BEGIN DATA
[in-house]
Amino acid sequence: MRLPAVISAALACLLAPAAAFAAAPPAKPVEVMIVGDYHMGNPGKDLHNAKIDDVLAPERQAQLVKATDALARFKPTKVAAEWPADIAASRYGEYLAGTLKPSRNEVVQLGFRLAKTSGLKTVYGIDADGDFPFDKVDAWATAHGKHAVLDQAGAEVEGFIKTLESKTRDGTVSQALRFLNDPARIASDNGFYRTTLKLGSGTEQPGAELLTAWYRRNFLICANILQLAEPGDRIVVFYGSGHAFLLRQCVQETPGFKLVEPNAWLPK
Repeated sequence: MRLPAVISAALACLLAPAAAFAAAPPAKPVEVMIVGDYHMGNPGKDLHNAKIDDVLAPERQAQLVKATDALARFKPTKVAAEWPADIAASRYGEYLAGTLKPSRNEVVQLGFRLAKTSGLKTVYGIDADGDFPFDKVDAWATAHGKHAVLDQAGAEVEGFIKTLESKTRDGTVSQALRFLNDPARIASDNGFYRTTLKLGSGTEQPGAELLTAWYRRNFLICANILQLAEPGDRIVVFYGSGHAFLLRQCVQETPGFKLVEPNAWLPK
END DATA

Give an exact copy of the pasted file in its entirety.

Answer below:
[in-house]
Amino acid sequence: MRLPAVISAALACLLAPAAAFAAAPPAKPVEVMIVGDYHMGNPGKDLHNAKIDDVLAPERQAQLVKATDALARFKPTKVAAEWPADIAASRYGEYLAGTLKPSRNEVVQLGFRLAKTSGLKTVYGIDADGDFPFDKVDAWATAHGKHAVLDQAGAEVEGFIKTLESKTRDGTVSQALRFLNDPARIASDNGFYRTTLKLGSGTEQPGAELLTAWYRRNFLICANILQLAEPGDRIVVFYGSGHAFLLRQCVQETPGFKLVEPNAWLPK
Repeated sequence: MRLPAVISAALACLLAPAAAFAAAPPAKPVEVMIVGDYHMGNPGKDLHNAKIDDVLAPERQAQLVKATDALARFKPTKVAAEWPADIAASRYGEYLAGTLKPSRNEVVQLGFRLAKTSGLKTVYGIDADGDFPFDKVDAWATAHGKHAVLDQAGAEVEGFIKTLESKTRDGTVSQALRFLNDPARIASDNGFYRTTLKLGSGTEQPGAELLTAWYRRNFLICANILQLAEPGDRIVVFYGSGHAFLLRQCVQETPGFKLVEPNAWLPK